New Evidence May Free Detroit Artist After 50 Years Behind Bars

In 1973, Ray Gray was a talented young artist and athlete in Detroit, but one night he was caught up in a murder that many people say he had no part in.

Metro Times
Metro Times

In 1973, Ray Gray was a talented young artist and athlete in Detroit. 

But in February of that year, he was caught up in a murder that many people say he had no part in.

On the night of February 6, 1973, Gray was at his family’s home when his life changed forever.

“There were people, family members, who went to court and testified. Judge Justin Ravitz just decided not to believe relatives and others who said ‘Ray wasn’t there, Ray wasn’t there.’ – Bill Proctor, private investigator

Eddie Allen, in this week’s Metro Times, writes, 

“Two men had come to visit Gray at the Allendale Street home he shared with family members on Detroit’s west side. He’d known one of the men, Tyrone Pugh, since he’d been a teenager. “The other guy I didn’t know, and he was inquiring about some drugs,” Gray recalls, his gentle voice steady during several 15-minute phone calls from Muskegon Correctional Facility. Pugh, Gray says, was AWOL from the Army. Like many other ex-soldiers, especially those who went to war in Southeast Asia during the mid-’60s, he returned to his hometown with a full-blown drug habit. Gray says he isn’t sure why Pugh chose him to visit, other than their years-long acquaintance and Pugh’s lack of contacts for scoring heroin since he’d been away in the military. “I didn’t want to be involved,” says Gray. “I had a life, I had things going for me.”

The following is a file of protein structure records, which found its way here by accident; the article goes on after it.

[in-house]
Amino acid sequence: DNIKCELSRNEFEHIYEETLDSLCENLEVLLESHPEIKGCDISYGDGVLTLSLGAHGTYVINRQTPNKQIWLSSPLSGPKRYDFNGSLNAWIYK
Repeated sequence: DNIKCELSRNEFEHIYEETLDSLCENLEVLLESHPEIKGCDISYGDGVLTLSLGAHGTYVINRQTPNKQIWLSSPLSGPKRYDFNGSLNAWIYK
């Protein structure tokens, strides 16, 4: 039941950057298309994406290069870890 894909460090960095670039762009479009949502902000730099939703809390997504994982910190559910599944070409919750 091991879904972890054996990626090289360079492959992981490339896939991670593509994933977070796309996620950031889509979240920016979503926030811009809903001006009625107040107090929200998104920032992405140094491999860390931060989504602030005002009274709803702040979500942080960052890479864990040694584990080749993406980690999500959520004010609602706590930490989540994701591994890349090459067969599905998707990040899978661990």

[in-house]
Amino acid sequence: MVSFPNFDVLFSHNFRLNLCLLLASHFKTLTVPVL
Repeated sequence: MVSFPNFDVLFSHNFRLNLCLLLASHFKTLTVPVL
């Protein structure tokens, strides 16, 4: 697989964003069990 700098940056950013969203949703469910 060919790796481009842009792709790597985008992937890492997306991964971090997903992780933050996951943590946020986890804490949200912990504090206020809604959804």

That night a man named Ruben Bryant was shot and killed. Gray was identified as the shooter, but no physical evidence tied him to the crime.

Furthermore, friends and family members told police Gray had been at home all evening long. Gray was convicted of the murder and sentenced to life in prison.

Nearly 50 years later, Gray may now have the proof he needs to show that he didn’t commit the crime. And under a Wayne County program to revisit old cases, he may have a chance. 

Click the player above to hear Metro Times writer Eddie Allen and former WXYZ reporter, now private investigator, Bill Proctor, speak with CultureShift’s Amanda LeClaire. 


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  • Amanda LeClaire
    Amanda LeClaire is an award-winning host and producer of CultureShift on 101.9 WDET-FM Detroit’s NPR station. She’s a founding producer of WDET’s flagship news talk show Detroit Today, and a former host/reporter for Arizona Public Media. Amanda is also an artist, certified intuitive and energy healer, and professional tarot reader.